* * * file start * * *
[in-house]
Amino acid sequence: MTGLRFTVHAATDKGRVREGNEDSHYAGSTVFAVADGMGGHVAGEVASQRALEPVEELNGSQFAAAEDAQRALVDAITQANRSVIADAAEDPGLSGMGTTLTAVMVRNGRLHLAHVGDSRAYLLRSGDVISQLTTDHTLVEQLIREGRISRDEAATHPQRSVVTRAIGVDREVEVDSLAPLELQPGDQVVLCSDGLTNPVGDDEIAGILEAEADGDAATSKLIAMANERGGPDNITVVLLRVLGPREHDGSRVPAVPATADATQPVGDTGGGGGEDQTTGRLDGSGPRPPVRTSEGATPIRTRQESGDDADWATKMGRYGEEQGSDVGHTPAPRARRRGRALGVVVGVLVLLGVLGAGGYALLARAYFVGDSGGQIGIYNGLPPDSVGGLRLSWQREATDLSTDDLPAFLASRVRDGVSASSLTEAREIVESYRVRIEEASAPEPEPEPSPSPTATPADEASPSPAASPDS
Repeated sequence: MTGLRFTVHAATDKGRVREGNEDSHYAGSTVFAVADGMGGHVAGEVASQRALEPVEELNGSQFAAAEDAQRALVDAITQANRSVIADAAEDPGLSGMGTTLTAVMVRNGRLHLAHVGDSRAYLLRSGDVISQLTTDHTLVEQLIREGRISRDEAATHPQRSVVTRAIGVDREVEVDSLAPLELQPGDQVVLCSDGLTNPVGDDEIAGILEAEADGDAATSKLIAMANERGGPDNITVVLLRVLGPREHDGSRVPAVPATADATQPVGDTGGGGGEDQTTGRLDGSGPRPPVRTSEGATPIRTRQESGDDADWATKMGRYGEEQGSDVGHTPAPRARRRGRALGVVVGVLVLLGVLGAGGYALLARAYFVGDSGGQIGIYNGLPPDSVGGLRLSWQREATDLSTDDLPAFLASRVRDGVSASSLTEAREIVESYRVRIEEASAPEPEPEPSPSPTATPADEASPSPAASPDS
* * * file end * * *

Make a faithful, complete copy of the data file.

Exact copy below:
[in-house]
Amino acid sequence: MTGLRFTVHAATDKGRVREGNEDSHYAGSTVFAVADGMGGHVAGEVASQRALEPVEELNGSQFAAAEDAQRALVDAITQANRSVIADAAEDPGLSGMGTTLTAVMVRNGRLHLAHVGDSRAYLLRSGDVISQLTTDHTLVEQLIREGRISRDEAATHPQRSVVTRAIGVDREVEVDSLAPLELQPGDQVVLCSDGLTNPVGDDEIAGILEAEADGDAATSKLIAMANERGGPDNITVVLLRVLGPREHDGSRVPAVPATADATQPVGDTGGGGGEDQTTGRLDGSGPRPPVRTSEGATPIRTRQESGDDADWATKMGRYGEEQGSDVGHTPAPRARRRGRALGVVVGVLVLLGVLGAGGYALLARAYFVGDSGGQIGIYNGLPPDSVGGLRLSWQREATDLSTDDLPAFLASRVRDGVSASSLTEAREIVESYRVRIEEASAPEPEPEPSPSPTATPADEASPSPAASPDS
Repeated sequence: MTGLRFTVHAATDKGRVREGNEDSHYAGSTVFAVADGMGGHVAGEVASQRALEPVEELNGSQFAAAEDAQRALVDAITQANRSVIADAAEDPGLSGMGTTLTAVMVRNGRLHLAHVGDSRAYLLRSGDVISQLTTDHTLVEQLIREGRISRDEAATHPQRSVVTRAIGVDREVEVDSLAPLELQPGDQVVLCSDGLTNPVGDDEIAGILEAEADGDAATSKLIAMANERGGPDNITVVLLRVLGPREHDGSRVPAVPATADATQPVGDTGGGGGEDQTTGRLDGSGPRPPVRTSEGATPIRTRQESGDDADWATKMGRYGEEQGSDVGHTPAPRARRRGRALGVVVGVLVLLGVLGAGGYALLARAYFVGDSGGQIGIYNGLPPDSVGGLRLSWQREATDLSTDDLPAFLASRVRDGVSASSLTEAREIVESYRVRIEEASAPEPEPEPSPSPTATPADEASPSPAASPDS